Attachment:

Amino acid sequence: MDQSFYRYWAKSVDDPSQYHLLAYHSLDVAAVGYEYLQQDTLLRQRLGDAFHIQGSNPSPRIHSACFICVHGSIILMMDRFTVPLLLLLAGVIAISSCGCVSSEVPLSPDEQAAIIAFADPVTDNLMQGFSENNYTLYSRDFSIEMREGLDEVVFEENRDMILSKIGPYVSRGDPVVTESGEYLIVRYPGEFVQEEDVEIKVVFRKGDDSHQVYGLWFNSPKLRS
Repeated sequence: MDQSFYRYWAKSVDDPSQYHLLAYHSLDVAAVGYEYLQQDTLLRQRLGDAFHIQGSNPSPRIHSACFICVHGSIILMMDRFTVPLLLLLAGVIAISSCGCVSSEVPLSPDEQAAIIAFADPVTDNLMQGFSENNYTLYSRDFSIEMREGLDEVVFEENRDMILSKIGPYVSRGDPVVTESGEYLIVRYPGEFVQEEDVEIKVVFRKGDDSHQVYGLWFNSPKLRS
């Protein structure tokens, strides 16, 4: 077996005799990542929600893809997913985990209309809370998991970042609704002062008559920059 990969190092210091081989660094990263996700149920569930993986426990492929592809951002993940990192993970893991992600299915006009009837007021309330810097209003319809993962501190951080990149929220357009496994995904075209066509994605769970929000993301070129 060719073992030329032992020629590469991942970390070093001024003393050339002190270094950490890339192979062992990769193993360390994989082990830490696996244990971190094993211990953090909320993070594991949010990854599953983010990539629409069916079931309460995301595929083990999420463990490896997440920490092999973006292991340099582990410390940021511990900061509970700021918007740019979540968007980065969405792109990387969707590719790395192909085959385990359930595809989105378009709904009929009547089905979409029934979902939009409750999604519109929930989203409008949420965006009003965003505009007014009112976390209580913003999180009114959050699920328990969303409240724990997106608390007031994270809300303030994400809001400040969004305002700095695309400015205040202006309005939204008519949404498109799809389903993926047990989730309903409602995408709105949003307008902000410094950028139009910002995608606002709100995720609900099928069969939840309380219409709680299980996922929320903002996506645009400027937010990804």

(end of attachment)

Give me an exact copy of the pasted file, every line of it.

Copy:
Amino acid sequence: MDQSFYRYWAKSVDDPSQYHLLAYHSLDVAAVGYEYLQQDTLLRQRLGDAFHIQGSNPSPRIHSACFICVHGSIILMMDRFTVPLLLLLAGVIAISSCGCVSSEVPLSPDEQAAIIAFADPVTDNLMQGFSENNYTLYSRDFSIEMREGLDEVVFEENRDMILSKIGPYVSRGDPVVTESGEYLIVRYPGEFVQEEDVEIKVVFRKGDDSHQVYGLWFNSPKLRS
Repeated sequence: MDQSFYRYWAKSVDDPSQYHLLAYHSLDVAAVGYEYLQQDTLLRQRLGDAFHIQGSNPSPRIHSACFICVHGSIILMMDRFTVPLLLLLAGVIAISSCGCVSSEVPLSPDEQAAIIAFADPVTDNLMQGFSENNYTLYSRDFSIEMREGLDEVVFEENRDMILSKIGPYVSRGDPVVTESGEYLIVRYPGEFVQEEDVEIKVVFRKGDDSHQVYGLWFNSPKLRS
């Protein structure tokens, strides 16, 4: 077996005799990542929600893809997913985990209309809370998991970042609704002062008559920059 990969190092210091081989660094990263996700149920569930993986426990492929592809951002993940990192993970893991992600299915006009009837007021309330810097209003319809993962501190951080990149929220357009496994995904075209066509994605769970929000993301070129 060719073992030329032992020629590469991942970390070093001024003393050339002190270094950490890339192979062992990769193993360390994989082990830490696996244990971190094993211990953090909320993070594991949010990854599953983010990539629409069916079931309460995301595929083990999420463990490896997440920490092999973006292991340099582990410390940021511990900061509970700021918007740019979540968007980065969405792109990387969707590719790395192909085959385990359930595809989105378009709904009929009547089905979409029934979902939009409750999604519109929930989203409008949420965006009003965003505009007014009112976390209580913003999180009114959050699920328990969303409240724990997106608390007031994270809300303030994400809001400040969004305002700095695309400015205040202006309005939204008519949404498109799809389903993926047990989730309903409602995408709105949003307008902000410094950028139009910002995608606002709100995720609900099928069969939840309380219409709680299980996922929320903002996506645009400027937010990804």